Dawson and U.S. dazzle and dominate
NAEBA, Japan – Local mogul maestro Toby Dawson collected his third moguls victory in five meets and led a history-making 1-2-3-4-7-9-10 showing by U.S. men in World Cup action Sunday, while 17-year-old Hannah Kearney, Norwich, Vt., registered her first win and led United States women into five of the first six places as the World Cup ended its annual Far East swing in sunshine and 50-degree weather.
In picking up the fifth win of his career, Dawson was followed by defending World Cup moguls champion Travis Cabral of South Lake Tahoe, Calif., in second place, Jeremy Bloom of Loveland took third and Dave Babic of Washington, Vt., placed fourth with Nate Roberts of Park City, Utah, placed seventh, Ryan Riley of Steamboat Springs was ninth and Luke Westerlund of Breckenridge placed 10th. Westerlund dislocated his left shoulder when he planted his ski pole too firmly in the snow on his bottom jump and pulled his shoulder; he was being treated by a Ski Team doctor and will be further examined this week when the team returns briefly to the United States before heading on to Europe for the final meets of the winter.
Kearney turns 18 on Thursday and finished Hanover, N.H., High School a month ago although she still has to go through graduation ceremonies. She was followed by Laurel Shanley of Squaw Valley, Calif., in third place with Michelle Roark of Denver in fourth, Jillian Vogtli of Ellicotville, N.Y., in fifth and Emiko Torito of Denver placed sixth. Shelly Robertson of Reno, Nev., took 14th in front of about 5,000 wildly cheering spectators.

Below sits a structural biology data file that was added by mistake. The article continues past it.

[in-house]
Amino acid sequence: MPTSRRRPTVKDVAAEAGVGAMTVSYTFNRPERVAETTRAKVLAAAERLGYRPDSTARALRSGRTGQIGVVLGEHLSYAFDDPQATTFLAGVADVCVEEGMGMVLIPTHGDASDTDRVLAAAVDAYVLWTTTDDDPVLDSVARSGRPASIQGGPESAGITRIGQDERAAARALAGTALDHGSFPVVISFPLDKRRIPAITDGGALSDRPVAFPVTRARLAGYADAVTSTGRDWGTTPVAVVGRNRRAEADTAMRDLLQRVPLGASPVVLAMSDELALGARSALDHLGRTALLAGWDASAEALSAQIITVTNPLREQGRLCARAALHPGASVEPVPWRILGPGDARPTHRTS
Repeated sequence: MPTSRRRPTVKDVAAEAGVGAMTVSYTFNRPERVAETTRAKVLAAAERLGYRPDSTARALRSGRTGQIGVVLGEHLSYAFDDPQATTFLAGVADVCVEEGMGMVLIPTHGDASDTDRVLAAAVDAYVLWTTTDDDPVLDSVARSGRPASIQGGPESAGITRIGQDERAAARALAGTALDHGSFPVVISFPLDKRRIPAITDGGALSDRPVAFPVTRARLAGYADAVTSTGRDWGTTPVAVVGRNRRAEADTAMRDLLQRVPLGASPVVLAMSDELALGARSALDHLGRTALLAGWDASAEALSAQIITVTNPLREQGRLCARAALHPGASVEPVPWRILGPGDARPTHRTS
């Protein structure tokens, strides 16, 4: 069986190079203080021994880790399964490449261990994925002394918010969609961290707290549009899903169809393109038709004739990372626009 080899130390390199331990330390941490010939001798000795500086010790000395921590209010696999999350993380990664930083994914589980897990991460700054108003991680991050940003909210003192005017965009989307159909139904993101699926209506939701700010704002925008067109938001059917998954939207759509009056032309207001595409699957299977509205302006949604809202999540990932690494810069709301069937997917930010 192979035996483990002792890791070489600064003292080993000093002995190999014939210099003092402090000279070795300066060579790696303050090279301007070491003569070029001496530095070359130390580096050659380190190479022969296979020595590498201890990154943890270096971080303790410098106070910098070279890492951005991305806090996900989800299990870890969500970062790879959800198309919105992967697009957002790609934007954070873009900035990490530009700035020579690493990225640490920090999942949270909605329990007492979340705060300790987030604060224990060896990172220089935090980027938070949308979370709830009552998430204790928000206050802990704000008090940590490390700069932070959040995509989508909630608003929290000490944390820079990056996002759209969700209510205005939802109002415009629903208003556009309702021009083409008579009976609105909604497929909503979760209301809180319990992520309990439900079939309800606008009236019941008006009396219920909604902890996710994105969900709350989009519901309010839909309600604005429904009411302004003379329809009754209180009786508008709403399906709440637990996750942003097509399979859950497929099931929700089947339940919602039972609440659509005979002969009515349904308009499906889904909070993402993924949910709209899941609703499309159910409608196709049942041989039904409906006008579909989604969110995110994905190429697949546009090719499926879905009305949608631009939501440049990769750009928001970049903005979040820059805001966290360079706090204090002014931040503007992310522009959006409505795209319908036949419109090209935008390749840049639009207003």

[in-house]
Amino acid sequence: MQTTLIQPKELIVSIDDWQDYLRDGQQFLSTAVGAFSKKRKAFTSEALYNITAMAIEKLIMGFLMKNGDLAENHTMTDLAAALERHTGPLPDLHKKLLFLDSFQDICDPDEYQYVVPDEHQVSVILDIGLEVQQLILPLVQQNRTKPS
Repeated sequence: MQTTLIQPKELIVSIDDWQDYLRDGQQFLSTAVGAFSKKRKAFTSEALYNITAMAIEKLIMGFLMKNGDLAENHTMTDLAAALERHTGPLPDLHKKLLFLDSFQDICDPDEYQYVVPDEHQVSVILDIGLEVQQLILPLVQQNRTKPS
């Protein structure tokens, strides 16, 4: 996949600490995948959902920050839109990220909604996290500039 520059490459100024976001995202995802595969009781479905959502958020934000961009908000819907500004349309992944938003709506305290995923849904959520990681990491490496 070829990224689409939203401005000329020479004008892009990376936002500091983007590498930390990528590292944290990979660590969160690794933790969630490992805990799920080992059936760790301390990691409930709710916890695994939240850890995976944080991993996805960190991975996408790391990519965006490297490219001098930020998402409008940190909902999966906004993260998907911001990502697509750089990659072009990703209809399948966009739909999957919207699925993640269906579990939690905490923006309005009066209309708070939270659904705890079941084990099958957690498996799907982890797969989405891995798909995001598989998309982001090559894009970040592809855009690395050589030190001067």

“It was quite a day,” said head coach Donnie St. Pierre. “The crowd was huge and so were our athletes. This is one for the books. I’ve waited more than 10 years for this day.”
“Oh my gosh, this is unbelievable,” said Dawson, who had won at Deer Valley, Utah, and Inawashiro, Japan, over the previous three weeks. “Every guy making finals; we all train so hard together, pushing each other, and this has taken so long … and it’s just so nice to have all your teammates up on the podium,”
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Dawson landed a cork-7, iron cross (off-axis with his skis in an X) and a heli-iron cross (360-degree rotation with his skis in an X).
“At the top, I heard Jeremy was in second and Travis leading, Dave in third, so I had no pressure. No matter what I did,” he said, “I knew we’d swept the podium. It would be a different story if I’d come down third and knocked a teammate off the podium but we’d already swept, so I just skied my run.”
“It was tough in that the snow was really heavy, but it almost made it easier because it kinda disguised any mistakes. The snow was pretty forgiving,” said Kearney. “It’s cool I could win a World Cup before I turn 18.”
-Shanley was pleased with her first podium of the season and said the sunshine and warmth made the contest feel “more like nationals … spring-like conditions, super-soft snow.” Grabbing a top-3, she said, “will help me relax a little more in these last contests.”
Coach Liz McIntyre, a World Cup winner and 1994 Olympic silver medalist before turning to coaching with the 1999 season, said the podium sweep was a goal she and St. Pierre have had for several years. “We wanted to get everyone into finals at some points – and we had all the guys in Inawashiro a couple of years ago. So, now we’ve kicked over the goal of a podium sweep. This is pretty special.”
The U.S. skiers headed back to the United States after the event, and will travel to Europe for the final round of events Sunday in Spindleruv Mlyn, Czech Republic.